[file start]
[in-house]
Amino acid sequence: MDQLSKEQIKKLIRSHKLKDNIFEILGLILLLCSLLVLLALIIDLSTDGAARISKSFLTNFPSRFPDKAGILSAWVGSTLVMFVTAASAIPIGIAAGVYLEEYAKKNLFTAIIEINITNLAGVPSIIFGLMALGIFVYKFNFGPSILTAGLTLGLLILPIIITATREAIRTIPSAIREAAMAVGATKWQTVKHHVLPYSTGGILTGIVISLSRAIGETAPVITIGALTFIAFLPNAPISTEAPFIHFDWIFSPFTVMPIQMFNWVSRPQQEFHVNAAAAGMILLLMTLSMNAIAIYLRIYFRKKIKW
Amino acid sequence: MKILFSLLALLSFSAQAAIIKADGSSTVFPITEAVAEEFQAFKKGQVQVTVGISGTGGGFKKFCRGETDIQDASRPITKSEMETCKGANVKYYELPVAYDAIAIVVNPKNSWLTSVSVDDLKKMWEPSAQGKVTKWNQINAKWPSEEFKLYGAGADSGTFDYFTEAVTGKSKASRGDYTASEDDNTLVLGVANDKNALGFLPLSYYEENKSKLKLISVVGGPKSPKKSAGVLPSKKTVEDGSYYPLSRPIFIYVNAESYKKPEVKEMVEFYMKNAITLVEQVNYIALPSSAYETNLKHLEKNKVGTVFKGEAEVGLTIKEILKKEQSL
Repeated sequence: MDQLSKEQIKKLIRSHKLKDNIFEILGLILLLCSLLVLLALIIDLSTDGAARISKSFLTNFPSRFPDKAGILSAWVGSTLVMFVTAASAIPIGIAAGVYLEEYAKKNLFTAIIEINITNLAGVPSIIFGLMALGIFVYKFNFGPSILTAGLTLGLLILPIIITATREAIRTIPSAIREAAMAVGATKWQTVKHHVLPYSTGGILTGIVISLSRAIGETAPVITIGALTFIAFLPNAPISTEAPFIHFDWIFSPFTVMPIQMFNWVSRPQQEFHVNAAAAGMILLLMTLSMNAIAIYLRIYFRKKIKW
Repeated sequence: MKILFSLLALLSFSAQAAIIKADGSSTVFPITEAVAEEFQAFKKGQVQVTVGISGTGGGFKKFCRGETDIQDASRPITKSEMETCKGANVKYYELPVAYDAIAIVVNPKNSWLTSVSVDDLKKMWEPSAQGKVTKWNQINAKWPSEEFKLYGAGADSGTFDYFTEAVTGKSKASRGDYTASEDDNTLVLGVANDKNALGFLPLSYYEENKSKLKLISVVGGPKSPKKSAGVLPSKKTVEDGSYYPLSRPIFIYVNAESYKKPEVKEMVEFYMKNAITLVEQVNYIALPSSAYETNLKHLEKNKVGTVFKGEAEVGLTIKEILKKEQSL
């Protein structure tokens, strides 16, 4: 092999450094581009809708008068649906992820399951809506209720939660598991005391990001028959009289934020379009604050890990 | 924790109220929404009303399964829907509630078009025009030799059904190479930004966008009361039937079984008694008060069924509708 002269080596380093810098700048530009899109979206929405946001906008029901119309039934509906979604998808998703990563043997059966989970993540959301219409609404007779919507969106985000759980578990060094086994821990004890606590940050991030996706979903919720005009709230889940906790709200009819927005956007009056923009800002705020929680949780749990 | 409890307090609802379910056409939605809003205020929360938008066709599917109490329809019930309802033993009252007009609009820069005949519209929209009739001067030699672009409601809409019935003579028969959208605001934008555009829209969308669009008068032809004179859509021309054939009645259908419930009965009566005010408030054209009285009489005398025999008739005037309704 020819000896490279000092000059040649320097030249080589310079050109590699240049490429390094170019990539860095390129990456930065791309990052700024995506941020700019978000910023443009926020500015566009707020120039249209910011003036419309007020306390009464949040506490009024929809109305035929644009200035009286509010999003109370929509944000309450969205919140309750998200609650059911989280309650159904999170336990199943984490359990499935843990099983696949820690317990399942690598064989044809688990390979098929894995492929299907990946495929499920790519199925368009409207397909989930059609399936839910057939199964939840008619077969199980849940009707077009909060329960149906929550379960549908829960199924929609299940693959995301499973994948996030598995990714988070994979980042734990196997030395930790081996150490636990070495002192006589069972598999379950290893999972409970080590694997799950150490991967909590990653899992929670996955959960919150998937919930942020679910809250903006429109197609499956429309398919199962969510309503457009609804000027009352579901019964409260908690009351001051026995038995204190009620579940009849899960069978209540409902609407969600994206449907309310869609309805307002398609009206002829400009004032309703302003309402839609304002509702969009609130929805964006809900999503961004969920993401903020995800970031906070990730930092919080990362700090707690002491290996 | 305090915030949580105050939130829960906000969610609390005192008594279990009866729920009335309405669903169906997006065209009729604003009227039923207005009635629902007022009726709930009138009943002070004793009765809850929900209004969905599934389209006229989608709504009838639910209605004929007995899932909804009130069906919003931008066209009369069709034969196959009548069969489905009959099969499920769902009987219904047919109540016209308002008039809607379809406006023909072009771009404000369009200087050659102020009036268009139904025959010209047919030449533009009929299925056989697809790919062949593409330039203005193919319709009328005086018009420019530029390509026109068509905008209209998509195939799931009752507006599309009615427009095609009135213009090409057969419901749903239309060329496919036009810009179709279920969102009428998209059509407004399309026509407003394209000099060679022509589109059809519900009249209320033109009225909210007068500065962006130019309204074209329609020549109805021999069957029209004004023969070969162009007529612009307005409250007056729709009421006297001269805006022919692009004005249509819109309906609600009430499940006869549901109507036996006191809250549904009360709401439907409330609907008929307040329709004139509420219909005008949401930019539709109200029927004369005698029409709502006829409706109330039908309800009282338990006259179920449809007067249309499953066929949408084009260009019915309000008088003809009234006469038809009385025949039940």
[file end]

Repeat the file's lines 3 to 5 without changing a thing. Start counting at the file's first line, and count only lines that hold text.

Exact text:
Amino acid sequence: MKILFSLLALLSFSAQAAIIKADGSSTVFPITEAVAEEFQAFKKGQVQVTVGISGTGGGFKKFCRGETDIQDASRPITKSEMETCKGANVKYYELPVAYDAIAIVVNPKNSWLTSVSVDDLKKMWEPSAQGKVTKWNQINAKWPSEEFKLYGAGADSGTFDYFTEAVTGKSKASRGDYTASEDDNTLVLGVANDKNALGFLPLSYYEENKSKLKLISVVGGPKSPKKSAGVLPSKKTVEDGSYYPLSRPIFIYVNAESYKKPEVKEMVEFYMKNAITLVEQVNYIALPSSAYETNLKHLEKNKVGTVFKGEAEVGLTIKEILKKEQSL
Repeated sequence: MDQLSKEQIKKLIRSHKLKDNIFEILGLILLLCSLLVLLALIIDLSTDGAARISKSFLTNFPSRFPDKAGILSAWVGSTLVMFVTAASAIPIGIAAGVYLEEYAKKNLFTAIIEINITNLAGVPSIIFGLMALGIFVYKFNFGPSILTAGLTLGLLILPIIITATREAIRTIPSAIREAAMAVGATKWQTVKHHVLPYSTGGILTGIVISLSRAIGETAPVITIGALTFIAFLPNAPISTEAPFIHFDWIFSPFTVMPIQMFNWVSRPQQEFHVNAAAAGMILLLMTLSMNAIAIYLRIYFRKKIKW
Repeated sequence: MKILFSLLALLSFSAQAAIIKADGSSTVFPITEAVAEEFQAFKKGQVQVTVGISGTGGGFKKFCRGETDIQDASRPITKSEMETCKGANVKYYELPVAYDAIAIVVNPKNSWLTSVSVDDLKKMWEPSAQGKVTKWNQINAKWPSEEFKLYGAGADSGTFDYFTEAVTGKSKASRGDYTASEDDNTLVLGVANDKNALGFLPLSYYEENKSKLKLISVVGGPKSPKKSAGVLPSKKTVEDGSYYPLSRPIFIYVNAESYKKPEVKEMVEFYMKNAITLVEQVNYIALPSSAYETNLKHLEKNKVGTVFKGEAEVGLTIKEILKKEQSL